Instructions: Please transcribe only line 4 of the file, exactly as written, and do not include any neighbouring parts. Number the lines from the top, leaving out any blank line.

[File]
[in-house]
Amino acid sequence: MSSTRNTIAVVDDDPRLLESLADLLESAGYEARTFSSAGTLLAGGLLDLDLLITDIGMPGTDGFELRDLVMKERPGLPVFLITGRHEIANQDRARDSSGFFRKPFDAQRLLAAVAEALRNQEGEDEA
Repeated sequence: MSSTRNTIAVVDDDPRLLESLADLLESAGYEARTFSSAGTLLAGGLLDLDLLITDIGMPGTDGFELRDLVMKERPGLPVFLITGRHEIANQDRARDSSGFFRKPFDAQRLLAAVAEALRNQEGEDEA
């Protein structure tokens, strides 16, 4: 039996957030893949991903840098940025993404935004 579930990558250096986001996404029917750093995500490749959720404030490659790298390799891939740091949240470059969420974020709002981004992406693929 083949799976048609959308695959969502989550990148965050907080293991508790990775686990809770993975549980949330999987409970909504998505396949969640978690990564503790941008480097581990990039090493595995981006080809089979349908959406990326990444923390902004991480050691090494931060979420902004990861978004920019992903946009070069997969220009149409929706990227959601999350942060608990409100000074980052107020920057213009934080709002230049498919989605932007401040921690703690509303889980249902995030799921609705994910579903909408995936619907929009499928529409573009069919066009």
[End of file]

């Protein structure tokens, strides 16, 4: 039996957030893949991903840098940025993404935004 579930990558250096986001996404029917750093995500490749959720404030490659790298390799891939740091949240470059969420974020709002981004992406693929 083949799976048609959308695959969502989550990148965050907080293991508790990775686990809770993975549980949330999987409970909504998505396949969640978690990564503790941008480097581990990039090493595995981006080809089979349908959406990326990444923390902004991480050691090494931060979420902004990861978004920019992903946009070069997969220009149409929706990227959601999350942060608990409100000074980052107020920057213009934080709002230049498919989605932007401040921690703690509303889980249902995030799921609705994910579903909408995936619907929009499928529409573009069919066009």